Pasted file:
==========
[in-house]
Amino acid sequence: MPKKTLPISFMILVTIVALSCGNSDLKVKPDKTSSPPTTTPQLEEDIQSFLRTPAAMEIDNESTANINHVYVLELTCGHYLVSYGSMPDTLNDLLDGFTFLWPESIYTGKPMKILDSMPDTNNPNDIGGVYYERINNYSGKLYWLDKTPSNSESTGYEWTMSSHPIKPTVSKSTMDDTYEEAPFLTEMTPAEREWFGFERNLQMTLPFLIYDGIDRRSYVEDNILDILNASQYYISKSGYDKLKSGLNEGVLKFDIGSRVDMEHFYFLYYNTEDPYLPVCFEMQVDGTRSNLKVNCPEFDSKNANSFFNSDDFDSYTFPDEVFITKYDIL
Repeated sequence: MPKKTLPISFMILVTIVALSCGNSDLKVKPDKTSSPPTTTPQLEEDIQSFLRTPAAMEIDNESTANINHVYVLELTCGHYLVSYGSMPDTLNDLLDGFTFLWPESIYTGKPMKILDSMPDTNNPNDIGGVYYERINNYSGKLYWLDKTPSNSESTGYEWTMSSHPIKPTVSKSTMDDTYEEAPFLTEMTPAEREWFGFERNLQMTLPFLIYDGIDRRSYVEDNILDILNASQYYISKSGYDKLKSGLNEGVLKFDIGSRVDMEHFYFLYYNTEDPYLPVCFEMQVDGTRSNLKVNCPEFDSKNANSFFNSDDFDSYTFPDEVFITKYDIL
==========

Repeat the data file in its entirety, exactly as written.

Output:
[in-house]
Amino acid sequence: MPKKTLPISFMILVTIVALSCGNSDLKVKPDKTSSPPTTTPQLEEDIQSFLRTPAAMEIDNESTANINHVYVLELTCGHYLVSYGSMPDTLNDLLDGFTFLWPESIYTGKPMKILDSMPDTNNPNDIGGVYYERINNYSGKLYWLDKTPSNSESTGYEWTMSSHPIKPTVSKSTMDDTYEEAPFLTEMTPAEREWFGFERNLQMTLPFLIYDGIDRRSYVEDNILDILNASQYYISKSGYDKLKSGLNEGVLKFDIGSRVDMEHFYFLYYNTEDPYLPVCFEMQVDGTRSNLKVNCPEFDSKNANSFFNSDDFDSYTFPDEVFITKYDIL
Repeated sequence: MPKKTLPISFMILVTIVALSCGNSDLKVKPDKTSSPPTTTPQLEEDIQSFLRTPAAMEIDNESTANINHVYVLELTCGHYLVSYGSMPDTLNDLLDGFTFLWPESIYTGKPMKILDSMPDTNNPNDIGGVYYERINNYSGKLYWLDKTPSNSESTGYEWTMSSHPIKPTVSKSTMDDTYEEAPFLTEMTPAEREWFGFERNLQMTLPFLIYDGIDRRSYVEDNILDILNASQYYISKSGYDKLKSGLNEGVLKFDIGSRVDMEHFYFLYYNTEDPYLPVCFEMQVDGTRSNLKVNCPEFDSKNANSFFNSDDFDSYTFPDEVFITKYDIL